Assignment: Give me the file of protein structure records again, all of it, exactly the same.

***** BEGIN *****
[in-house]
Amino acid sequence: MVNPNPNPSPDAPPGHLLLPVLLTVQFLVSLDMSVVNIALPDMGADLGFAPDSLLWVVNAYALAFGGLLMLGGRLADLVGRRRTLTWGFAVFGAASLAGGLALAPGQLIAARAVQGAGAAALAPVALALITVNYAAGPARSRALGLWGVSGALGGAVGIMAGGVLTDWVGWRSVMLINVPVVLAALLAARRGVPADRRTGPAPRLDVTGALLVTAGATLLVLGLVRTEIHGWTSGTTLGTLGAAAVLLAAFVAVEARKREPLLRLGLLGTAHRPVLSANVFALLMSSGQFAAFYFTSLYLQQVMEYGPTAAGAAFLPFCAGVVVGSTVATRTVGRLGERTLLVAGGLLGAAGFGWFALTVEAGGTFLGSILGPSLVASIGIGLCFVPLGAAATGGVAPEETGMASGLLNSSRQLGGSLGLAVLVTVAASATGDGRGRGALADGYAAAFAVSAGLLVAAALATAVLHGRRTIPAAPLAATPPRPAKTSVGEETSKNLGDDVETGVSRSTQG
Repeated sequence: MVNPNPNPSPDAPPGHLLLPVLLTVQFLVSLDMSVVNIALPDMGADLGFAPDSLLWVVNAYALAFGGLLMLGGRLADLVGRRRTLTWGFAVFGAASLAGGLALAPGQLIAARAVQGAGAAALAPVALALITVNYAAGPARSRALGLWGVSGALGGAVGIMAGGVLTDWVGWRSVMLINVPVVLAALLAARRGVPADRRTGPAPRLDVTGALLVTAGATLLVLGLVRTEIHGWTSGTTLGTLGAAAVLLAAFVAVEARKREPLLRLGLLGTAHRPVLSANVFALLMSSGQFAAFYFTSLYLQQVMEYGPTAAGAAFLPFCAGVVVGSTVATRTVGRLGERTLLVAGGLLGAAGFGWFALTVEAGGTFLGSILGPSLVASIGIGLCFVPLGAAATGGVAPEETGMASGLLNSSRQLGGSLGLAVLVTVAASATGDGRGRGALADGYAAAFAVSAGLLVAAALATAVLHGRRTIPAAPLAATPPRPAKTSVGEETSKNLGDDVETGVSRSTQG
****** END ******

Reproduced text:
[in-house]
Amino acid sequence: MVNPNPNPSPDAPPGHLLLPVLLTVQFLVSLDMSVVNIALPDMGADLGFAPDSLLWVVNAYALAFGGLLMLGGRLADLVGRRRTLTWGFAVFGAASLAGGLALAPGQLIAARAVQGAGAAALAPVALALITVNYAAGPARSRALGLWGVSGALGGAVGIMAGGVLTDWVGWRSVMLINVPVVLAALLAARRGVPADRRTGPAPRLDVTGALLVTAGATLLVLGLVRTEIHGWTSGTTLGTLGAAAVLLAAFVAVEARKREPLLRLGLLGTAHRPVLSANVFALLMSSGQFAAFYFTSLYLQQVMEYGPTAAGAAFLPFCAGVVVGSTVATRTVGRLGERTLLVAGGLLGAAGFGWFALTVEAGGTFLGSILGPSLVASIGIGLCFVPLGAAATGGVAPEETGMASGLLNSSRQLGGSLGLAVLVTVAASATGDGRGRGALADGYAAAFAVSAGLLVAAALATAVLHGRRTIPAAPLAATPPRPAKTSVGEETSKNLGDDVETGVSRSTQG
Repeated sequence: MVNPNPNPSPDAPPGHLLLPVLLTVQFLVSLDMSVVNIALPDMGADLGFAPDSLLWVVNAYALAFGGLLMLGGRLADLVGRRRTLTWGFAVFGAASLAGGLALAPGQLIAARAVQGAGAAALAPVALALITVNYAAGPARSRALGLWGVSGALGGAVGIMAGGVLTDWVGWRSVMLINVPVVLAALLAARRGVPADRRTGPAPRLDVTGALLVTAGATLLVLGLVRTEIHGWTSGTTLGTLGAAAVLLAAFVAVEARKREPLLRLGLLGTAHRPVLSANVFALLMSSGQFAAFYFTSLYLQQVMEYGPTAAGAAFLPFCAGVVVGSTVATRTVGRLGERTLLVAGGLLGAAGFGWFALTVEAGGTFLGSILGPSLVASIGIGLCFVPLGAAATGGVAPEETGMASGLLNSSRQLGGSLGLAVLVTVAASATGDGRGRGALADGYAAAFAVSAGLLVAAALATAVLHGRRTIPAAPLAATPPRPAKTSVGEETSKNLGDDVETGVSRSTQG